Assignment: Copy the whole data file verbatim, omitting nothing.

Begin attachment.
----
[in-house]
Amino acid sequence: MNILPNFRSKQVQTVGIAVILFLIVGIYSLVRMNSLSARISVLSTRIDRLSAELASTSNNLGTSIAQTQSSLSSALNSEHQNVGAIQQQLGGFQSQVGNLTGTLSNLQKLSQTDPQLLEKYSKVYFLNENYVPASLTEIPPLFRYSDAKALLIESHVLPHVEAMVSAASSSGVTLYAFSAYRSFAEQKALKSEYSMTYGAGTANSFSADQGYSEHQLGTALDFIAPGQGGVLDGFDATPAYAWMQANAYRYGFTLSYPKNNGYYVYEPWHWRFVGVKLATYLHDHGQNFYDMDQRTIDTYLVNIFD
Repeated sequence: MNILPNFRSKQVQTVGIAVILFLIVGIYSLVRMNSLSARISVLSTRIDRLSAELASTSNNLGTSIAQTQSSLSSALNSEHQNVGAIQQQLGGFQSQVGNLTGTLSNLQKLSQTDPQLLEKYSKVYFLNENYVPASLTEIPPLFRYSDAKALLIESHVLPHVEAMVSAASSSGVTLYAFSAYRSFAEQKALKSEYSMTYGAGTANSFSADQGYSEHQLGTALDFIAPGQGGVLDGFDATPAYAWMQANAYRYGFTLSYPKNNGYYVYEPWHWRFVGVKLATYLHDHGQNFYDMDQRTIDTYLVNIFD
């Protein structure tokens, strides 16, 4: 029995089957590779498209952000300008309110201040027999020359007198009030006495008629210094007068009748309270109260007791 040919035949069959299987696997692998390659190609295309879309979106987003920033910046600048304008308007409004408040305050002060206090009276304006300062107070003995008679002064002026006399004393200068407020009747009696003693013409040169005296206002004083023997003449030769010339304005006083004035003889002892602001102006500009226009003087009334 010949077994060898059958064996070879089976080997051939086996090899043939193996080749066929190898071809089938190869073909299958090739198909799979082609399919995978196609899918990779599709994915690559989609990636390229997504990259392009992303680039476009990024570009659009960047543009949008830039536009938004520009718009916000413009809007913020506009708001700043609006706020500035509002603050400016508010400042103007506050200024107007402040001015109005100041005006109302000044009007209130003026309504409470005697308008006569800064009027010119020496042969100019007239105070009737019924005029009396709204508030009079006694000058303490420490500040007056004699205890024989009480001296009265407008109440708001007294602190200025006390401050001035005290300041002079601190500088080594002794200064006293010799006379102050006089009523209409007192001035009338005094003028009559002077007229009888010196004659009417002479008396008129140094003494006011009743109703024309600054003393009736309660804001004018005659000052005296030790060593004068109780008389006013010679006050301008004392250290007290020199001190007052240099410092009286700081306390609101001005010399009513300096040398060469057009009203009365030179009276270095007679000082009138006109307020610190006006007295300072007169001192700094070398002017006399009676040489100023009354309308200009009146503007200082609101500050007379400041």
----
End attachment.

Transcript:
[in-house]
Amino acid sequence: MNILPNFRSKQVQTVGIAVILFLIVGIYSLVRMNSLSARISVLSTRIDRLSAELASTSNNLGTSIAQTQSSLSSALNSEHQNVGAIQQQLGGFQSQVGNLTGTLSNLQKLSQTDPQLLEKYSKVYFLNENYVPASLTEIPPLFRYSDAKALLIESHVLPHVEAMVSAASSSGVTLYAFSAYRSFAEQKALKSEYSMTYGAGTANSFSADQGYSEHQLGTALDFIAPGQGGVLDGFDATPAYAWMQANAYRYGFTLSYPKNNGYYVYEPWHWRFVGVKLATYLHDHGQNFYDMDQRTIDTYLVNIFD
Repeated sequence: MNILPNFRSKQVQTVGIAVILFLIVGIYSLVRMNSLSARISVLSTRIDRLSAELASTSNNLGTSIAQTQSSLSSALNSEHQNVGAIQQQLGGFQSQVGNLTGTLSNLQKLSQTDPQLLEKYSKVYFLNENYVPASLTEIPPLFRYSDAKALLIESHVLPHVEAMVSAASSSGVTLYAFSAYRSFAEQKALKSEYSMTYGAGTANSFSADQGYSEHQLGTALDFIAPGQGGVLDGFDATPAYAWMQANAYRYGFTLSYPKNNGYYVYEPWHWRFVGVKLATYLHDHGQNFYDMDQRTIDTYLVNIFD
């Protein structure tokens, strides 16, 4: 029995089957590779498209952000300008309110201040027999020359007198009030006495008629210094007068009748309270109260007791 040919035949069959299987696997692998390659190609295309879309979106987003920033910046600048304008308007409004408040305050002060206090009276304006300062107070003995008679002064002026006399004393200068407020009747009696003693013409040169005296206002004083023997003449030769010339304005006083004035003889002892602001102006500009226009003087009334 010949077994060898059958064996070879089976080997051939086996090899043939193996080749066929190898071809089938190869073909299958090739198909799979082609399919995978196609899918990779599709994915690559989609990636390229997504990259392009992303680039476009990024570009659009960047543009949008830039536009938004520009718009916000413009809007913020506009708001700043609006706020500035509002603050400016508010400042103007506050200024107007402040001015109005100041005006109302000044009007209130003026309504409470005697308008006569800064009027010119020496042969100019007239105070009737019924005029009396709204508030009079006694000058303490420490500040007056004699205890024989009480001296009265407008109440708001007294602190200025006390401050001035005290300041002079601190500088080594002794200064006293010799006379102050006089009523209409007192001035009338005094003028009559002077007229009888010196004659009417002479008396008129140094003494006011009743109703024309600054003393009736309660804001004018005659000052005296030790060593004068109780008389006013010679006050301008004392250290007290020199001190007052240099410092009286700081306390609101001005010399009513300096040398060469057009009203009365030179009276270095007679000082009138006109307020610190006006007295300072007169001192700094070398002017006399009676040489100023009354309308200009009146503007200082609101500050007379400041």